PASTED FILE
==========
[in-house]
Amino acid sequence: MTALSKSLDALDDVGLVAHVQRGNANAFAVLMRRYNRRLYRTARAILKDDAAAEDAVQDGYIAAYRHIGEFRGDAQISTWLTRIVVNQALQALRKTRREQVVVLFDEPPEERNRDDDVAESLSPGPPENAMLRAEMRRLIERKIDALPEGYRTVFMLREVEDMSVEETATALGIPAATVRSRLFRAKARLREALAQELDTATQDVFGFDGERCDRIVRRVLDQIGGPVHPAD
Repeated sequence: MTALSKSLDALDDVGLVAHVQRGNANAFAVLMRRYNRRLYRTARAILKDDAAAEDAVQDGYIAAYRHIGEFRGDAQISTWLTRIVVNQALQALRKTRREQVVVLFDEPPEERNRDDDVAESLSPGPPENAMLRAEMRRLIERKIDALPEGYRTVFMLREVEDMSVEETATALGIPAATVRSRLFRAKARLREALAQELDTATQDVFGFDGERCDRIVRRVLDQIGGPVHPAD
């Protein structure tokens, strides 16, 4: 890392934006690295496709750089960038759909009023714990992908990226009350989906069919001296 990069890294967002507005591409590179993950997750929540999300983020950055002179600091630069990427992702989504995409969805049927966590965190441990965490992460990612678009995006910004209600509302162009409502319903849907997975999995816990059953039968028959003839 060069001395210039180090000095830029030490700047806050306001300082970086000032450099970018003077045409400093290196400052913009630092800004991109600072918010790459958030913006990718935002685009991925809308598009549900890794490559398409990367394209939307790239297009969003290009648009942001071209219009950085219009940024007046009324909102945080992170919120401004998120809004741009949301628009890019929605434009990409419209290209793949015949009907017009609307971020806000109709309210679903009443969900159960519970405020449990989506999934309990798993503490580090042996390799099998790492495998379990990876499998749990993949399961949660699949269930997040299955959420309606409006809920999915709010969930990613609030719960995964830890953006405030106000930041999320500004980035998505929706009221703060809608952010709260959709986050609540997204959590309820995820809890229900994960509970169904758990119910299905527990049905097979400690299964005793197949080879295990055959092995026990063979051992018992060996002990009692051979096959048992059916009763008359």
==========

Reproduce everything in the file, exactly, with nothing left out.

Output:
[in-house]
Amino acid sequence: MTALSKSLDALDDVGLVAHVQRGNANAFAVLMRRYNRRLYRTARAILKDDAAAEDAVQDGYIAAYRHIGEFRGDAQISTWLTRIVVNQALQALRKTRREQVVVLFDEPPEERNRDDDVAESLSPGPPENAMLRAEMRRLIERKIDALPEGYRTVFMLREVEDMSVEETATALGIPAATVRSRLFRAKARLREALAQELDTATQDVFGFDGERCDRIVRRVLDQIGGPVHPAD
Repeated sequence: MTALSKSLDALDDVGLVAHVQRGNANAFAVLMRRYNRRLYRTARAILKDDAAAEDAVQDGYIAAYRHIGEFRGDAQISTWLTRIVVNQALQALRKTRREQVVVLFDEPPEERNRDDDVAESLSPGPPENAMLRAEMRRLIERKIDALPEGYRTVFMLREVEDMSVEETATALGIPAATVRSRLFRAKARLREALAQELDTATQDVFGFDGERCDRIVRRVLDQIGGPVHPAD
């Protein structure tokens, strides 16, 4: 890392934006690295496709750089960038759909009023714990992908990226009350989906069919001296 990069890294967002507005591409590179993950997750929540999300983020950055002179600091630069990427992702989504995409969805049927966590965190441990965490992460990612678009995006910004209600509302162009409502319903849907997975999995816990059953039968028959003839 060069001395210039180090000095830029030490700047806050306001300082970086000032450099970018003077045409400093290196400052913009630092800004991109600072918010790459958030913006990718935002685009991925809308598009549900890794490559398409990367394209939307790239297009969003290009648009942001071209219009950085219009940024007046009324909102945080992170919120401004998120809004741009949301628009890019929605434009990409419209290209793949015949009907017009609307971020806000109709309210679903009443969900159960519970405020449990989506999934309990798993503490580090042996390799099998790492495998379990990876499998749990993949399961949660699949269930997040299955959420309606409006809920999915709010969930990613609030719960995964830890953006405030106000930041999320500004980035998505929706009221703060809608952010709260959709986050609540997204959590309820995820809890229900994960509970169904758990119910299905527990049905097979400690299964005793197949080879295990055959092995026990063979051992018992060996002990009692051979096959048992059916009763008359």